Distance Learning

Bringing the Museum to you.

Connect with a Museum Educator through live, free, interactive videoconferencing direct from the Bullock Texas State History Museum.

Can't bring your class to the Museum? Bring the Museum to your class! Distance learning with the Museum allows students to explore history through conversations with Museum Educators. These curriculum-enhancing experiences engage your students ​​in thinking critically about Texas history by examining artifacts and primary sources. Programs are designed with pre and post-viewing activities and a variety of teacher resources aligned to the Texas Essential Knowledge and Skills (TEKS).

All programs are free and run approximately 45–60 minutes. We recommend a maximum of 35 students per session to promote more direct engagement opportunities.

Registration and Scheduling


2023–2024 Student Programs

Discovering the Regions of Texas

grades: K–7  |  time: 45 minutes

Where are the different geographic regions of Texas? How have people adapted to the landscapes, plants, and animals that define Texas? How have artists captured Texas’s diverse geography from across the state? A Museum Educator will use photographs, paintings, and virtual visits to a Texas State Park to investigate Texas’s natural history and inspiring beauty from the Gulf Coast to the Guadalupe Mountains.

What Makes Texas, Texas?

grades: K–7  |  time: 50 minutes 

What do you picture when you think about Texas? How much do you know about the symbols chosen by our Legislature? Which symbols of Texas are your favorites? A Museum Educator will lead students as they discover the important elements and symbols that represent our great state through sight and sound.

First Encounters: When the Europeans Met the Karankawa

dates covered: 1500–1600
grades: 4–7  |  time: 50 minutes

How did early American Indians encounter their environment, other tribes, and the Spanish conquistadors in the vast landscape that would become Texas? A Museum Educator will lead students as they search for evidence from artifacts and paintings to explore stories that reveal what impact these first encounters made upon these early Texans.

La Belle: The Ship That Changed History

dates covered: 1680–1700
grades 4–7 | time: 50 minutes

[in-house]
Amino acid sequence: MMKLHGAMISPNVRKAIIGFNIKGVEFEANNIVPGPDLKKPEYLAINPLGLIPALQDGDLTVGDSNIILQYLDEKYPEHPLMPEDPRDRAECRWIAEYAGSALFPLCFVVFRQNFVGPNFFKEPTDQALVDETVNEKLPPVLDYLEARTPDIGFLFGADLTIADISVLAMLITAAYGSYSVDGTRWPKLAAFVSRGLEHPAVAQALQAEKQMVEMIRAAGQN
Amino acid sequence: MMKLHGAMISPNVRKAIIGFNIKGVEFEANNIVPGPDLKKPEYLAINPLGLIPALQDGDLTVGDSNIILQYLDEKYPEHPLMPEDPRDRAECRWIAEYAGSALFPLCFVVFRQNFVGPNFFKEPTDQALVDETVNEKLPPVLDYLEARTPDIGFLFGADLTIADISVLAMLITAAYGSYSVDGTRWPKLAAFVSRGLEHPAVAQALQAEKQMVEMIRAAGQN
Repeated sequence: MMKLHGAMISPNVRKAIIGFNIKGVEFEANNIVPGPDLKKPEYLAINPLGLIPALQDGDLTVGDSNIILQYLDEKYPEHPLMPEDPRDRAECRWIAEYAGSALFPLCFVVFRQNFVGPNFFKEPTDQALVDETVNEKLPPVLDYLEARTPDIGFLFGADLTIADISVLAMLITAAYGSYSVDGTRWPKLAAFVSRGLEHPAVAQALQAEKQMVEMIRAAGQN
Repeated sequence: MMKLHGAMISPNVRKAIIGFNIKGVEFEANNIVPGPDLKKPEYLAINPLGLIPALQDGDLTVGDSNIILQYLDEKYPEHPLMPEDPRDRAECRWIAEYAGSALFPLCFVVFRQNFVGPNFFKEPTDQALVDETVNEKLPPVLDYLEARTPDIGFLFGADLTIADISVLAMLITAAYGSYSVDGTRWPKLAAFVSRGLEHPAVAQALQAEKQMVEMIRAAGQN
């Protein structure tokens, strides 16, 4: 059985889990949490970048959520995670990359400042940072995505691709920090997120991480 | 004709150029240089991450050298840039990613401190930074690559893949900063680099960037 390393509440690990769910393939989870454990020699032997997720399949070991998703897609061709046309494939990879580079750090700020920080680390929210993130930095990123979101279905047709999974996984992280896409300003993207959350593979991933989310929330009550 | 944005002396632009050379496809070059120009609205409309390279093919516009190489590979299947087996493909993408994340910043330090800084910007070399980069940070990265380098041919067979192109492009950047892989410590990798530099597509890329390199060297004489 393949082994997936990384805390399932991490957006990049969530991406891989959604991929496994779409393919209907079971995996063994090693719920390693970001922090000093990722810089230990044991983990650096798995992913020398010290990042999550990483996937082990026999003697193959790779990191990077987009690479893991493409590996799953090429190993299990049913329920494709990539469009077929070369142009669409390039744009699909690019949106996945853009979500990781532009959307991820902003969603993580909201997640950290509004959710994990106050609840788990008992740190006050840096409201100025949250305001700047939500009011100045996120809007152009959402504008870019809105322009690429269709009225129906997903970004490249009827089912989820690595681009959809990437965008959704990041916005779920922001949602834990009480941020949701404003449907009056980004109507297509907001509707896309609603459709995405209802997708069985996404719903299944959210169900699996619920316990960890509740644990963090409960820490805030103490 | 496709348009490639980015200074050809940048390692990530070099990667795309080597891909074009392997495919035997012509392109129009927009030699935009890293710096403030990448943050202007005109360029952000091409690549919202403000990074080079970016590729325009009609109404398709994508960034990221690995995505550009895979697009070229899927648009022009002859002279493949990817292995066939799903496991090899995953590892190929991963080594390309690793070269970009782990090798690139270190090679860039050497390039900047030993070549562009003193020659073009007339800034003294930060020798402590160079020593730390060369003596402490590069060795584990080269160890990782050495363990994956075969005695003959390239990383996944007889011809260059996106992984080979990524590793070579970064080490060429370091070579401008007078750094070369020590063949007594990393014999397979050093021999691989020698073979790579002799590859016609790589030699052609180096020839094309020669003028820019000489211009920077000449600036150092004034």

Who was the 17th Century French explorer La Salle? How did the sinking of his ship, La Belle, change the history of Texas?  What technological innovations were used to excavate and conserve this 300-year-old ship and its artifacts? Discover the answers to these questions by examining the artifacts found on the ship with a Museum Educator.

Spanish Missions in Texas

dates covered: 1650-1750
grades 4–8 | time: 50 minutes

Why did the Spanish attempt to build missions in Texas? What effect did this have on the Native Americans living in Texas? Were these missions a success or a failure? Explore these questions alongside a Museum Educator using maps, timelines, and historical information.

Myths and Unsolved Mysteries of the Texas Revolution

dates covered: 1820–1840
grades: 4–7 | time: 50 minutes

What were the causes of the Texas Revolution? What key players and events helped a small group of revolutionaries achieve independence from Mexico? There are some mysteries to the story we may never solve. Students will sort through the fact and fiction of this epic moment in Texas history through an artifact adventure and discover why the Texas Revolution is crucial to understanding American history.

Texas and the Civil War

dates covered: 1860–1880
grades: 4–12 | time: 50 minutes

Why did the United States divide and go to war against itself? How did this affect families, the economy, and enslaved people? What battles were fought within Texas' borders and what toll did these battles take on the soldiers? A Museum Educator will lead students as they search for evidence from artifacts and paintings.

Mavericks, Dogies, and Drovers — Cattle Drives

dates covered: 1860–1890
grades: 4–7 | time: 50 minutes

People associate the word “cowboy” with “Texas” beginning with one specific time period in Texas history—the heyday of cattle drives. Although this era only lasted from 1866–1890, the cattle drive era shaped the image of Texas. Who started the cattle drives, and where did the trails go? What jobs could people do on a cattle drive, and what was life on the trail like? What were the risks and benefits of driving cattle to market? Hear from a special guest speaker, an 1870s cattle driver who has traveled through time to reminisce about his cattle drive experience.

Gone to Texas: Part of the Nation's Immigration Story

dates covered: 1840–1940
grades: 4–12 | time: 50 minutes 

Why did people move to Texas from other countries? What challenges and opportunities did they face? A Museum Educator will discuss the four primary waves of immigration to the United States through Texas from 1845–1924, the history behind the movement of people to Texas then and now, interesting stories from immigrants, and show artifacts that people brought with them on the journey. Many of the stories of immigration to Texas can also be compared to the characteristics of immigration to the United States.

Singin’ the Blues in Texas